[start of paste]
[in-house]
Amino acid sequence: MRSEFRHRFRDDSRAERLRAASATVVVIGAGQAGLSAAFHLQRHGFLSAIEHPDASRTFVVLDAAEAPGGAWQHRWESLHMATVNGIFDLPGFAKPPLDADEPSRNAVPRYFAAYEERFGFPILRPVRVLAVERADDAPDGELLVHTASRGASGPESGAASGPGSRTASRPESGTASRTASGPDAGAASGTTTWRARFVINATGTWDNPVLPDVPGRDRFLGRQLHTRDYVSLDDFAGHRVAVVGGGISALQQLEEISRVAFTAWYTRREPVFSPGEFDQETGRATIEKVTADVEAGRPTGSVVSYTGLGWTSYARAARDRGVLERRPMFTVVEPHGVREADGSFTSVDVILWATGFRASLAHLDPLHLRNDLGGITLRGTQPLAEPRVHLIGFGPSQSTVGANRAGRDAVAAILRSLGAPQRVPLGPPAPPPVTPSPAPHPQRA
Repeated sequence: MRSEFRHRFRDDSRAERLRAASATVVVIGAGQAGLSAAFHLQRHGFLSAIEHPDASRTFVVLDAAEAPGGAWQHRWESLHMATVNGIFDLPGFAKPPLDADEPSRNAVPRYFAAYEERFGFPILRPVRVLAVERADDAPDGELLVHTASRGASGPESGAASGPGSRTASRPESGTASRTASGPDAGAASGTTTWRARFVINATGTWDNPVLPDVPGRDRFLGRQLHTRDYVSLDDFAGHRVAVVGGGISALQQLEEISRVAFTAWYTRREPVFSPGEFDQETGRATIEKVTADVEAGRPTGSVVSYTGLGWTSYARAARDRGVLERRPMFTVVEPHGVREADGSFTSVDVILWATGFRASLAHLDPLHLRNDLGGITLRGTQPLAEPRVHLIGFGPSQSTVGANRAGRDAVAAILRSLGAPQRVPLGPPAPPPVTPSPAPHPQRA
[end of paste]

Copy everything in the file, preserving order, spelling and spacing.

[in-house]
Amino acid sequence: MRSEFRHRFRDDSRAERLRAASATVVVIGAGQAGLSAAFHLQRHGFLSAIEHPDASRTFVVLDAAEAPGGAWQHRWESLHMATVNGIFDLPGFAKPPLDADEPSRNAVPRYFAAYEERFGFPILRPVRVLAVERADDAPDGELLVHTASRGASGPESGAASGPGSRTASRPESGTASRTASGPDAGAASGTTTWRARFVINATGTWDNPVLPDVPGRDRFLGRQLHTRDYVSLDDFAGHRVAVVGGGISALQQLEEISRVAFTAWYTRREPVFSPGEFDQETGRATIEKVTADVEAGRPTGSVVSYTGLGWTSYARAARDRGVLERRPMFTVVEPHGVREADGSFTSVDVILWATGFRASLAHLDPLHLRNDLGGITLRGTQPLAEPRVHLIGFGPSQSTVGANRAGRDAVAAILRSLGAPQRVPLGPPAPPPVTPSPAPHPQRA
Repeated sequence: MRSEFRHRFRDDSRAERLRAASATVVVIGAGQAGLSAAFHLQRHGFLSAIEHPDASRTFVVLDAAEAPGGAWQHRWESLHMATVNGIFDLPGFAKPPLDADEPSRNAVPRYFAAYEERFGFPILRPVRVLAVERADDAPDGELLVHTASRGASGPESGAASGPGSRTASRPESGTASRTASGPDAGAASGTTTWRARFVINATGTWDNPVLPDVPGRDRFLGRQLHTRDYVSLDDFAGHRVAVVGGGISALQQLEEISRVAFTAWYTRREPVFSPGEFDQETGRATIEKVTADVEAGRPTGSVVSYTGLGWTSYARAARDRGVLERRPMFTVVEPHGVREADGSFTSVDVILWATGFRASLAHLDPLHLRNDLGGITLRGTQPLAEPRVHLIGFGPSQSTVGANRAGRDAVAAILRSLGAPQRVPLGPPAPPPVTPSPAPHPQRA